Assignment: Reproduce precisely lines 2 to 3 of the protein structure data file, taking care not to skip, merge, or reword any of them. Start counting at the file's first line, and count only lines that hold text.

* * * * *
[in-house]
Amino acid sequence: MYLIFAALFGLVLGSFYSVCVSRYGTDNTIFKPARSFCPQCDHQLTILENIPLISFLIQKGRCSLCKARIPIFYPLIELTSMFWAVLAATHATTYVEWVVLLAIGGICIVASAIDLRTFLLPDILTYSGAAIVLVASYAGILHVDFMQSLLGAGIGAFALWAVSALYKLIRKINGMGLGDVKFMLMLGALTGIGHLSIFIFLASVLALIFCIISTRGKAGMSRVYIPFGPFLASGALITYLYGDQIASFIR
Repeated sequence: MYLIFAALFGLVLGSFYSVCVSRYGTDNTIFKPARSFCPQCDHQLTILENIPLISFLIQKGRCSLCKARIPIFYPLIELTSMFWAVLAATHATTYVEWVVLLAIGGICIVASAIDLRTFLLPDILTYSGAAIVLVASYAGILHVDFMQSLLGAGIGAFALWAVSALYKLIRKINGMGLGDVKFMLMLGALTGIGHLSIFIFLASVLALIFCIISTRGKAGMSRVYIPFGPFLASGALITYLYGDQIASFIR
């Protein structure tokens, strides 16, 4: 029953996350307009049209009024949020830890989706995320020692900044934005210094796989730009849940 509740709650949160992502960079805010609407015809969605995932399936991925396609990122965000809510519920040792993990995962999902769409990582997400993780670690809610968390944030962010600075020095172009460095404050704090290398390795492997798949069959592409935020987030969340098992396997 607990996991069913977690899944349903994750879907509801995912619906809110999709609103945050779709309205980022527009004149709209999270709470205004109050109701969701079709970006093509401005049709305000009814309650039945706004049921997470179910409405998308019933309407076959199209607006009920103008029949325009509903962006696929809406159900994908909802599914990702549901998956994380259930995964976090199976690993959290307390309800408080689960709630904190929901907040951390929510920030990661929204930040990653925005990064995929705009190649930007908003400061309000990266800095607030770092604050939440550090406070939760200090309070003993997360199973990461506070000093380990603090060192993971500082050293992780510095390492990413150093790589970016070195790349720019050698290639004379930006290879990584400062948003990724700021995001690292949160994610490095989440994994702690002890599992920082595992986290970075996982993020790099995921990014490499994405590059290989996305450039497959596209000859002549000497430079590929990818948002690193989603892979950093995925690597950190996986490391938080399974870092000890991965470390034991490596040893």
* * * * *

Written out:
Amino acid sequence: MYLIFAALFGLVLGSFYSVCVSRYGTDNTIFKPARSFCPQCDHQLTILENIPLISFLIQKGRCSLCKARIPIFYPLIELTSMFWAVLAATHATTYVEWVVLLAIGGICIVASAIDLRTFLLPDILTYSGAAIVLVASYAGILHVDFMQSLLGAGIGAFALWAVSALYKLIRKINGMGLGDVKFMLMLGALTGIGHLSIFIFLASVLALIFCIISTRGKAGMSRVYIPFGPFLASGALITYLYGDQIASFIR
Repeated sequence: MYLIFAALFGLVLGSFYSVCVSRYGTDNTIFKPARSFCPQCDHQLTILENIPLISFLIQKGRCSLCKARIPIFYPLIELTSMFWAVLAATHATTYVEWVVLLAIGGICIVASAIDLRTFLLPDILTYSGAAIVLVASYAGILHVDFMQSLLGAGIGAFALWAVSALYKLIRKINGMGLGDVKFMLMLGALTGIGHLSIFIFLASVLALIFCIISTRGKAGMSRVYIPFGPFLASGALITYLYGDQIASFIR